How cross training could help you run faster | Women's Running

How cross training could help you run faster

Read Time:   |  February 18, 2020

Mix your training schedule up and try some cross training

If your training has gone perfectly, you’ve stayed injury free and bagged a PB or two, it’s very tempting to go back to your training log, look at all the things you did right and repeat the same programme. But have you ever heard it said that last year’s training gets last year’s results?

In order to get stronger and faster our bodies need to be stressed in different ways – we need new stimulus to improve. Yes, upping your mileage and doing more speedwork will result in faster times if it’s done carefully and progressively, but it carries with it an increased risk of injury.

Many runners and coaches are now incorporating cross training into their programmes, using a Wattbike in particular for indoor cycling. Pedalling has many proven benefits that transfer directly to running, and with many gyms equipped with Wattbikes as well as consumer models such as the Wattbike Atom being perfectly suited to home use, it’s easier than ever to include structured cycling sessions in your training plan.

Let’s take a look at some of those benefits that cross training on the bike can bring to your running.

Build strength

A 1994 study by Dr Thomas Miller, author of Programmed to Run, found that high-intensity intervals standing on the pedals of a stationary bike improved runners’ 10K times by an average of four minutes if done once a week for six weeks as part of a running training plan. The session gives your quads, glutes and core muscles a very tough workout without stressing your joints.

Prevent injury

As runners we’re battling niggles probably more than any other type of athlete. But because pedalling is low impact, it’s much easier on your joints, allowing you to strengthen the big muscles in your legs without the risk of overuse injuries such as shin splints. If you are recovering from a running injury, there’s every chance you’ll still be able to cycle, preserving your hard-won fitness and helping you stick to a training routine at the same time.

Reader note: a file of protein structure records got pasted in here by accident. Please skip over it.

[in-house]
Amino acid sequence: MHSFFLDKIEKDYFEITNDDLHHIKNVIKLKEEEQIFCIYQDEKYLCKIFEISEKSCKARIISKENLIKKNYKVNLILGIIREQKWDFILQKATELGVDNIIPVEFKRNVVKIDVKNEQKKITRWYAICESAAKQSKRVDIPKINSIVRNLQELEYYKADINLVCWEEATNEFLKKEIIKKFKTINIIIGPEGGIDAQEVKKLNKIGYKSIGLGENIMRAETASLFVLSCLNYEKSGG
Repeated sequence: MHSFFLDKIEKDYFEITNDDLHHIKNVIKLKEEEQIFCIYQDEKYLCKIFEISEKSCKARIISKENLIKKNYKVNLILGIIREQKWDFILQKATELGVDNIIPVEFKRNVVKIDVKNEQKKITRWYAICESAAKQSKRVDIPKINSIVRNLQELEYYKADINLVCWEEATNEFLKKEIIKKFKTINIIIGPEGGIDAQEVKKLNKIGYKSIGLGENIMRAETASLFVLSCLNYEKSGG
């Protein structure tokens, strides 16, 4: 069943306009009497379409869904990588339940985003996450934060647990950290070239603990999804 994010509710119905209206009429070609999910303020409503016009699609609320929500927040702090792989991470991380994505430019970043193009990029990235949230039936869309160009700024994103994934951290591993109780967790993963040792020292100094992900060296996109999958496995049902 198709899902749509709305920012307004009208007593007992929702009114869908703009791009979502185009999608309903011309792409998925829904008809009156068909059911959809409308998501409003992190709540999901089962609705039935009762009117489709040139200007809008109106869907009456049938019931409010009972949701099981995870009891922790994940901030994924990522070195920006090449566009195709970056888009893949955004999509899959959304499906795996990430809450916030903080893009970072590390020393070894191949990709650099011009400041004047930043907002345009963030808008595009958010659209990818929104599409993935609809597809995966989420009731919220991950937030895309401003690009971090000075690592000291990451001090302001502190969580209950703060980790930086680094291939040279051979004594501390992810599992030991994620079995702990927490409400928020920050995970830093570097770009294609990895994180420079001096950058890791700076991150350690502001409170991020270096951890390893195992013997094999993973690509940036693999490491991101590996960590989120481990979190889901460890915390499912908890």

Extend endurance

Whereas a three-hour run is not feasible for most of us unless we’ve spent a long-time training specifically for it, a low intensity three-hour ride on a stationary bike most certainly is, at a low cost to our body. If you’ve just started running or are easing back in from an injury and want to build cardiovascular fitness, a long endurance ride will raise your heart rate and burn calories.

Active recovery

Racing cyclists always do a low-intensity recovery ride with the aim of flushing the toxins out of their legs. A ‘recovery’ run on post-race sore legs doesn’t quite work as well, so why not try a spin on a stationary bike after your long run or your track session? Reactivating your muscles gently can reduce delayed onset muscle soreness (DOMS) and enable you to train more effectively next run.

Stay fresh

No matter how dedicated we are to running, we need to take a short break from it to stay fresh and keep motivated. Especially in the transition period at the end of your running season where it’s essential to give your mind a rest as well as your body, do a bit of cycling just to mix things up. When you start your running training again you’ll be eager to hit it harder than ever – and by cycling you won’t have lost as much of your fitness as you would have if you’d stayed on the sofa.

So why not complement your running with some strategic cycling this year? It could be the key to smashing that PB!

Wattbike Atom is priced at £1,599.99. Visit wattbike.com.

‘Offering a fully connected cycling experience, the Wattbike Atom leads the way in connected fitness technology. When teamed up with the free-to-use Wattbike Hub App, it becomes an unrivalled training tool for accuracy and detail, with feedback such as pedal stroke efficiency (PES), power and heart rate available for detailed session-upon-session analysis. And it looks great too, while being easily adjustable so that it can be used by all members of the household.’

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